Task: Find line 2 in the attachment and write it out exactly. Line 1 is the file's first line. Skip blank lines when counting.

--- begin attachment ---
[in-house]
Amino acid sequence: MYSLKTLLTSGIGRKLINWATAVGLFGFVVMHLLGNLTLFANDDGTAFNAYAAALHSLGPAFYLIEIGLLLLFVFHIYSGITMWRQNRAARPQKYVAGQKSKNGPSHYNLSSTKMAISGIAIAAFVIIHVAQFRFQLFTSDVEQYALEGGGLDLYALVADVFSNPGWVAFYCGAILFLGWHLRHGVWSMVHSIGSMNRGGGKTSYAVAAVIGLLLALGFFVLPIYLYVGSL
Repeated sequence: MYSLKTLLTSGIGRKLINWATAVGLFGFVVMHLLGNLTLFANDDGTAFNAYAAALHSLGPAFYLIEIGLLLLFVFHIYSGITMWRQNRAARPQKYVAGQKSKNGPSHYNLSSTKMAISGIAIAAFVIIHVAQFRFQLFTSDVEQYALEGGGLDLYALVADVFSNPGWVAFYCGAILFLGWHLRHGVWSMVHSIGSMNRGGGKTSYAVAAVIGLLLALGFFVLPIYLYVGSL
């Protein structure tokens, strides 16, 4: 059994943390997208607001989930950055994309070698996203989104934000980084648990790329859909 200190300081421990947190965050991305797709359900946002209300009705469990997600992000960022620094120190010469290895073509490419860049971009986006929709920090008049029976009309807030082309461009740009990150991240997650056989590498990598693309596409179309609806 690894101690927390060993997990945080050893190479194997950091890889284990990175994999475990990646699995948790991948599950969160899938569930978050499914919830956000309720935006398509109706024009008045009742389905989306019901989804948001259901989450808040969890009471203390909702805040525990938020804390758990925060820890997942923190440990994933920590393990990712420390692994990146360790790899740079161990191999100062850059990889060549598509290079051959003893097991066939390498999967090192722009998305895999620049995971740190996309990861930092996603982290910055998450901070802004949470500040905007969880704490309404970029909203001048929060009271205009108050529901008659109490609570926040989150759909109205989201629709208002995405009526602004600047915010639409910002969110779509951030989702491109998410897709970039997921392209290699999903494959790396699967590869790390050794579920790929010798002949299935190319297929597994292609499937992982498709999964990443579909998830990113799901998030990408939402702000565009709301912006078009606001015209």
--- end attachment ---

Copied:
Amino acid sequence: MYSLKTLLTSGIGRKLINWATAVGLFGFVVMHLLGNLTLFANDDGTAFNAYAAALHSLGPAFYLIEIGLLLLFVFHIYSGITMWRQNRAARPQKYVAGQKSKNGPSHYNLSSTKMAISGIAIAAFVIIHVAQFRFQLFTSDVEQYALEGGGLDLYALVADVFSNPGWVAFYCGAILFLGWHLRHGVWSMVHSIGSMNRGGGKTSYAVAAVIGLLLALGFFVLPIYLYVGSL